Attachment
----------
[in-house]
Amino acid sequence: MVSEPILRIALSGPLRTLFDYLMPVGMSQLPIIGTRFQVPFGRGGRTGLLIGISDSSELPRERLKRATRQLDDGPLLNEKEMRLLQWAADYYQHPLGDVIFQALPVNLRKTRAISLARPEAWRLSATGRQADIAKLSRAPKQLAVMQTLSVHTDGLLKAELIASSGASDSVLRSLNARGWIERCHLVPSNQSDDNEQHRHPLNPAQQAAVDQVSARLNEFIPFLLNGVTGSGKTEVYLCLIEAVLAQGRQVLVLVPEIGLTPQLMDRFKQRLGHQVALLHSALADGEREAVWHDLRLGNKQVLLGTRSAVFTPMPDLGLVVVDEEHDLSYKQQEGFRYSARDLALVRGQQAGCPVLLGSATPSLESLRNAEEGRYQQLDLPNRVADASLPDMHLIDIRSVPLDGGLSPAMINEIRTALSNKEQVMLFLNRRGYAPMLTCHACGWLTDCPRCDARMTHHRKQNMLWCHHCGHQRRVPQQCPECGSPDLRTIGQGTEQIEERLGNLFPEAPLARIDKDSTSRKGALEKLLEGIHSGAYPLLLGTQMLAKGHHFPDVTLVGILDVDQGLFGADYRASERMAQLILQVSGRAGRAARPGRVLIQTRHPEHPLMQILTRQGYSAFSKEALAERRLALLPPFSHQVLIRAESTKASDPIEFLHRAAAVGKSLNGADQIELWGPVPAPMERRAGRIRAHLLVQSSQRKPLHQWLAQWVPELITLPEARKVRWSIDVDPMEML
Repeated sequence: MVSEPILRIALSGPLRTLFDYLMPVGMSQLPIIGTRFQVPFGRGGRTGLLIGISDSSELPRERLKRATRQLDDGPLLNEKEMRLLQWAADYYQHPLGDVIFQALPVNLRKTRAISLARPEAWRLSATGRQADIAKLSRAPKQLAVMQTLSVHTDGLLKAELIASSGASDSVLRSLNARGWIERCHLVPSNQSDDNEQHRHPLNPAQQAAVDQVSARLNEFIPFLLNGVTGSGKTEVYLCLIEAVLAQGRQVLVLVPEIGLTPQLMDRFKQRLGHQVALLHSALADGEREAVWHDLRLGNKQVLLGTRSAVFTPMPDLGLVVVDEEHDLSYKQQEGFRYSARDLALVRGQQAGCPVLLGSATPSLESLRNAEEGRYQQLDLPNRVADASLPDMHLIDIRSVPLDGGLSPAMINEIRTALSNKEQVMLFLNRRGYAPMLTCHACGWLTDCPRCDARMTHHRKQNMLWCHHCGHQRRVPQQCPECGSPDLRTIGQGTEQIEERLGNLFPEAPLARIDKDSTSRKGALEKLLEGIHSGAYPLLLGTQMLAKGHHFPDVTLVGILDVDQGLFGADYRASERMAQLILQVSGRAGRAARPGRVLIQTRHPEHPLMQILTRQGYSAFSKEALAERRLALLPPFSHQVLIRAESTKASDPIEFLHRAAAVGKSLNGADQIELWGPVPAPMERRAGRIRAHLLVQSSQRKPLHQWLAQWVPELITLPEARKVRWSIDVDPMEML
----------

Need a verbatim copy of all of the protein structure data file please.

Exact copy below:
[in-house]
Amino acid sequence: MVSEPILRIALSGPLRTLFDYLMPVGMSQLPIIGTRFQVPFGRGGRTGLLIGISDSSELPRERLKRATRQLDDGPLLNEKEMRLLQWAADYYQHPLGDVIFQALPVNLRKTRAISLARPEAWRLSATGRQADIAKLSRAPKQLAVMQTLSVHTDGLLKAELIASSGASDSVLRSLNARGWIERCHLVPSNQSDDNEQHRHPLNPAQQAAVDQVSARLNEFIPFLLNGVTGSGKTEVYLCLIEAVLAQGRQVLVLVPEIGLTPQLMDRFKQRLGHQVALLHSALADGEREAVWHDLRLGNKQVLLGTRSAVFTPMPDLGLVVVDEEHDLSYKQQEGFRYSARDLALVRGQQAGCPVLLGSATPSLESLRNAEEGRYQQLDLPNRVADASLPDMHLIDIRSVPLDGGLSPAMINEIRTALSNKEQVMLFLNRRGYAPMLTCHACGWLTDCPRCDARMTHHRKQNMLWCHHCGHQRRVPQQCPECGSPDLRTIGQGTEQIEERLGNLFPEAPLARIDKDSTSRKGALEKLLEGIHSGAYPLLLGTQMLAKGHHFPDVTLVGILDVDQGLFGADYRASERMAQLILQVSGRAGRAARPGRVLIQTRHPEHPLMQILTRQGYSAFSKEALAERRLALLPPFSHQVLIRAESTKASDPIEFLHRAAAVGKSLNGADQIELWGPVPAPMERRAGRIRAHLLVQSSQRKPLHQWLAQWVPELITLPEARKVRWSIDVDPMEML
Repeated sequence: MVSEPILRIALSGPLRTLFDYLMPVGMSQLPIIGTRFQVPFGRGGRTGLLIGISDSSELPRERLKRATRQLDDGPLLNEKEMRLLQWAADYYQHPLGDVIFQALPVNLRKTRAISLARPEAWRLSATGRQADIAKLSRAPKQLAVMQTLSVHTDGLLKAELIASSGASDSVLRSLNARGWIERCHLVPSNQSDDNEQHRHPLNPAQQAAVDQVSARLNEFIPFLLNGVTGSGKTEVYLCLIEAVLAQGRQVLVLVPEIGLTPQLMDRFKQRLGHQVALLHSALADGEREAVWHDLRLGNKQVLLGTRSAVFTPMPDLGLVVVDEEHDLSYKQQEGFRYSARDLALVRGQQAGCPVLLGSATPSLESLRNAEEGRYQQLDLPNRVADASLPDMHLIDIRSVPLDGGLSPAMINEIRTALSNKEQVMLFLNRRGYAPMLTCHACGWLTDCPRCDARMTHHRKQNMLWCHHCGHQRRVPQQCPECGSPDLRTIGQGTEQIEERLGNLFPEAPLARIDKDSTSRKGALEKLLEGIHSGAYPLLLGTQMLAKGHHFPDVTLVGILDVDQGLFGADYRASERMAQLILQVSGRAGRAARPGRVLIQTRHPEHPLMQILTRQGYSAFSKEALAERRLALLPPFSHQVLIRAESTKASDPIEFLHRAAAVGKSLNGADQIELWGPVPAPMERRAGRIRAHLLVQSSQRKPLHQWLAQWVPELITLPEARKVRWSIDVDPMEML